Resource and memory management techniques for the high-level synthesis of software threads into parallel FPGA hardware

  • Choi J
  • Brown S
  • Anderson J
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Abstract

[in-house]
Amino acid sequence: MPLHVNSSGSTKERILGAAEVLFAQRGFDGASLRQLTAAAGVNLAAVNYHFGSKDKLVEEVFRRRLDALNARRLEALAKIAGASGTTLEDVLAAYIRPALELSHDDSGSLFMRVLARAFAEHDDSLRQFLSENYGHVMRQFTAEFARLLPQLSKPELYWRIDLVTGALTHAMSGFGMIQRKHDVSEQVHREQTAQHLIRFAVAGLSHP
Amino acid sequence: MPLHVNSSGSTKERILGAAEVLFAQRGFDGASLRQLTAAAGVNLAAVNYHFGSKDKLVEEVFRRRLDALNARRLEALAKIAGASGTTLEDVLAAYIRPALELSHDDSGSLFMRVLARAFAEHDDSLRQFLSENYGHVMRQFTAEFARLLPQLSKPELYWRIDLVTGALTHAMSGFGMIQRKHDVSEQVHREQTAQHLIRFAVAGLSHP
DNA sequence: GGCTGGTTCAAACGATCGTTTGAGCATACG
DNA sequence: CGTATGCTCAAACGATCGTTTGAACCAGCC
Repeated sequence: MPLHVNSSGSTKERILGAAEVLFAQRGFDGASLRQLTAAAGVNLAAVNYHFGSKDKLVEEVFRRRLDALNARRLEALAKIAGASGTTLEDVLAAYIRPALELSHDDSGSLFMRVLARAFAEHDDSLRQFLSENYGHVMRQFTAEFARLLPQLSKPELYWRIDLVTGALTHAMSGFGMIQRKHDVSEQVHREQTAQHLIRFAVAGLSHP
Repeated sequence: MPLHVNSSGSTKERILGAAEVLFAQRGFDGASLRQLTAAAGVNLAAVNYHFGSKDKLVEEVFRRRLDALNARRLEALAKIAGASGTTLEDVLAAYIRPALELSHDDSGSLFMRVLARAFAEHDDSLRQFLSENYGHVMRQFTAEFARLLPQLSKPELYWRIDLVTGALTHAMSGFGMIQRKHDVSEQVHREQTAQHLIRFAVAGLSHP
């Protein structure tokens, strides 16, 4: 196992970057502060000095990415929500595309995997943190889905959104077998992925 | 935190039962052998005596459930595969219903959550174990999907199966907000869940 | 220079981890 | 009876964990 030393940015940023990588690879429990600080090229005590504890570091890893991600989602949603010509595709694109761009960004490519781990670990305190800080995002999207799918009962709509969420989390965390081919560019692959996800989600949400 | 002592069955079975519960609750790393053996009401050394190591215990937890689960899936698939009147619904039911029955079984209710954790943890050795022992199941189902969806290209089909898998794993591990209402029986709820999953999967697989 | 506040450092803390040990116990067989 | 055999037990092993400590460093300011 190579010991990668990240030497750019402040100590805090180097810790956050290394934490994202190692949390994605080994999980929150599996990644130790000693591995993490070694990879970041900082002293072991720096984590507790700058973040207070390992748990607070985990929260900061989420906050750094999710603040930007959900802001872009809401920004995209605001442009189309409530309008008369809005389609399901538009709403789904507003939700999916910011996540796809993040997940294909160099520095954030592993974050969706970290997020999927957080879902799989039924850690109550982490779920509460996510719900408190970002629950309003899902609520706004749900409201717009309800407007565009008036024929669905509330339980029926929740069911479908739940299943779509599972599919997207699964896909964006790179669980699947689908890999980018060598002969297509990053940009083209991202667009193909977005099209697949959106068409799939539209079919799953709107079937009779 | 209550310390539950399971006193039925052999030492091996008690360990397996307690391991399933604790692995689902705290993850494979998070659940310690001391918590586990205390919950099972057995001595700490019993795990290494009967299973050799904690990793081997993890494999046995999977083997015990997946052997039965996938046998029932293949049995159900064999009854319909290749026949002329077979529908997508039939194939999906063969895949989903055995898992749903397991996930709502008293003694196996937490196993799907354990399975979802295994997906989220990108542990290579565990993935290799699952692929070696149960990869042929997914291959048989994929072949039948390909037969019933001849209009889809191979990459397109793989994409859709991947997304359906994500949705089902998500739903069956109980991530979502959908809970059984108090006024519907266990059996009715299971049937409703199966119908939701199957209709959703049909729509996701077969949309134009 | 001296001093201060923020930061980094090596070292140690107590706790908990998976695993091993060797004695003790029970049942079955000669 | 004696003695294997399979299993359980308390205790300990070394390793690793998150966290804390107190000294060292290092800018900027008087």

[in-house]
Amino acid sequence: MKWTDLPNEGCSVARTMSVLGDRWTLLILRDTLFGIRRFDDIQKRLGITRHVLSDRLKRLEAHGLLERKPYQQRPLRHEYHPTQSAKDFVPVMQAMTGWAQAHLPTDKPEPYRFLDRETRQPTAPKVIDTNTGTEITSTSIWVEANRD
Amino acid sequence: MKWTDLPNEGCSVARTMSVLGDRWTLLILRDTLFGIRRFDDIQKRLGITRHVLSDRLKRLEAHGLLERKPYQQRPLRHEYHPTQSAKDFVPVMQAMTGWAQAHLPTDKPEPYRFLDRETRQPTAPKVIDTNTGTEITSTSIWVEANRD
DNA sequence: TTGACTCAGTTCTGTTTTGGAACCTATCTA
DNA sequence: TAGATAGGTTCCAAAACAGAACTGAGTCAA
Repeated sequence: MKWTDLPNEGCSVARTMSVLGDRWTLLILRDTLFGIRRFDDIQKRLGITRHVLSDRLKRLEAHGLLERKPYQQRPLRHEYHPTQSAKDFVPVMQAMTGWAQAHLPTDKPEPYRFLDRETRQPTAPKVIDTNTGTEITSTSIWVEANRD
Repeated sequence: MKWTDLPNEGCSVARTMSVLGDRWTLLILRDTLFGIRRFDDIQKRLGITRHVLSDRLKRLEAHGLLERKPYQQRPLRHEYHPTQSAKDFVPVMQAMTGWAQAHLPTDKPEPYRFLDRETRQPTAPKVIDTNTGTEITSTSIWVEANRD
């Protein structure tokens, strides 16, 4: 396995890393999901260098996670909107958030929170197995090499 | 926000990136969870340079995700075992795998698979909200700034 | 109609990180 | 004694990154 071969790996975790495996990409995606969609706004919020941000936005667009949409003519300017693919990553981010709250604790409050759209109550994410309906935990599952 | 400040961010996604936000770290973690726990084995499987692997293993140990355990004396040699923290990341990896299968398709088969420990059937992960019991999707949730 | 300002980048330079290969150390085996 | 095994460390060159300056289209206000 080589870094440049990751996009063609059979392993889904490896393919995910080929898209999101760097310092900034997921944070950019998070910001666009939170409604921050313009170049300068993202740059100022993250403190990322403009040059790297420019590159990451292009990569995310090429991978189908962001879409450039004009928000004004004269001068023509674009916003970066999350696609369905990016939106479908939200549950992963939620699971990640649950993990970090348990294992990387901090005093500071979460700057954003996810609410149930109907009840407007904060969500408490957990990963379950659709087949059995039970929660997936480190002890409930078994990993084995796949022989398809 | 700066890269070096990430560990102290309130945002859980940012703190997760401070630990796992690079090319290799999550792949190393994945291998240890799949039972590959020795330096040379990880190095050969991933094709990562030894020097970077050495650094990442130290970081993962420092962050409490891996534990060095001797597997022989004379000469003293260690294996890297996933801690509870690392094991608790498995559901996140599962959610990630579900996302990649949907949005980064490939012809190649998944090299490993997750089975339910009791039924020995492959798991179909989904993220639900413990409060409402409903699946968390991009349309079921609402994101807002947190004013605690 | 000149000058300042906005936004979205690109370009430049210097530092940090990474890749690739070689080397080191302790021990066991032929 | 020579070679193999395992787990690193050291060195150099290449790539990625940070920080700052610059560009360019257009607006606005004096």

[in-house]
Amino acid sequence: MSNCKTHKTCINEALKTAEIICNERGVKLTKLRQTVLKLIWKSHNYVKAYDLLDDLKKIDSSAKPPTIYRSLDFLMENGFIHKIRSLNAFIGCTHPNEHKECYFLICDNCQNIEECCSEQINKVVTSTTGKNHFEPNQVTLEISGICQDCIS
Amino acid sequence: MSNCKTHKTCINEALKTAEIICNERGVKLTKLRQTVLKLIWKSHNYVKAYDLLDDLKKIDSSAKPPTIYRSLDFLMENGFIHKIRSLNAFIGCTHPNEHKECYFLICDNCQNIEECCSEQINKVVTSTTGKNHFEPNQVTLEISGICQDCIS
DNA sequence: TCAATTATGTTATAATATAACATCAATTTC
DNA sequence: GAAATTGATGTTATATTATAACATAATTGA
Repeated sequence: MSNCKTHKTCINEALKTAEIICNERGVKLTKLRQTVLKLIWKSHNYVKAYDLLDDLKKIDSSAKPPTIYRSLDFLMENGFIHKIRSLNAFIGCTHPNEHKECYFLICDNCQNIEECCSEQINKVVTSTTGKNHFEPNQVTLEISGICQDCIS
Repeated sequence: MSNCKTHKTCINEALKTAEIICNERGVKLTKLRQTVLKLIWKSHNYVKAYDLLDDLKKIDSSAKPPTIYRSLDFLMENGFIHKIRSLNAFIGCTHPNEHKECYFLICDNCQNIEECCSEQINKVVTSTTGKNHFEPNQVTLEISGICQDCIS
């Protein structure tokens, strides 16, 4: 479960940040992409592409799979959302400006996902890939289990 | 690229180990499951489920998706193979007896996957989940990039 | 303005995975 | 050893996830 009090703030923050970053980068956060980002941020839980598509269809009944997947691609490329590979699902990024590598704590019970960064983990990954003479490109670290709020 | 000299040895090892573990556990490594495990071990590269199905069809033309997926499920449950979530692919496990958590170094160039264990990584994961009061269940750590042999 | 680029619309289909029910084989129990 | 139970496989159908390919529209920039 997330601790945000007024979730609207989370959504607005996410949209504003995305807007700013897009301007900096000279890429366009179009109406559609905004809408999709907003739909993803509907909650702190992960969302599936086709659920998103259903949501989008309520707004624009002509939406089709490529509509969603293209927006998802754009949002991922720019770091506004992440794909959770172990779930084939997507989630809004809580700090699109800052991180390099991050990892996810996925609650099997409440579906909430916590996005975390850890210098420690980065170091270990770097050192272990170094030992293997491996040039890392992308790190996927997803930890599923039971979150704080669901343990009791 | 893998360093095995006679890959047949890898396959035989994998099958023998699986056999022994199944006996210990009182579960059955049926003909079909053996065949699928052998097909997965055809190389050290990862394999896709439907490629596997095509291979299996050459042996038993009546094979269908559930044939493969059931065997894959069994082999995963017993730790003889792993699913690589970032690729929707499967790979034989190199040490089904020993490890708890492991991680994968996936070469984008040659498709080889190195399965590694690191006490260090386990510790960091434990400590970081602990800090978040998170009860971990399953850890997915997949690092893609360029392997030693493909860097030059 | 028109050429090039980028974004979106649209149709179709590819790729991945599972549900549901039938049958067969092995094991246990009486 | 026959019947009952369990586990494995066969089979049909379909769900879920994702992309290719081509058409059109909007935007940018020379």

Recent work has proposed the high-level synthesis of parallel software programs (specified using Pthreads or OpenMP) into concurrently operating parallel hardware modules [6]. In this paper, we describe resource and memory management techniques for improving performance and area of hardware generated by such software thread synthesis. One direction investigated pertains to how modules in the HLS-generated parallel hardware should connect to one another: 1) with a nested topology, or 2) with a flat topology. In the nested topology, hardware modules are created in a hierarchical manner: modules are instantiated inside within modules that use them. Conversely, the flat topology instantiates all hardware modules at the same level of hierarchy. For the flat topology, we describe a system generator that automatically generates the required interconnect between all hardware modules, as well as flexibly shares or replicates functions, functional units, and memories. We also explore methods to reduce memory contention among hardware units that operate in parallel, by investigating three different memory architectures which use: 1) a global memory controller, 2) local memories, and 3) shared-local memories. Local and shared-local memories are dedicated RAM blocks for a single or a set of hardware modules, and help to increase memory bandwidth by allowing concurrent memory accesses. We also consider memory replication to localize memories in hardware modules, and convert small memories to registers to further improve performance and memory usage. Finally, we describe implementing locks and barriers in HLS hardware: synchronization constructs used in parallel programming. We show that with our resource and memory management techniques, we can improve the geomean performance, area, and area-delay product of parallel HLS-generated hardware up to 41.6%, 38.3%, and 63.3%, respectively, for a set of 15 benchmarks.

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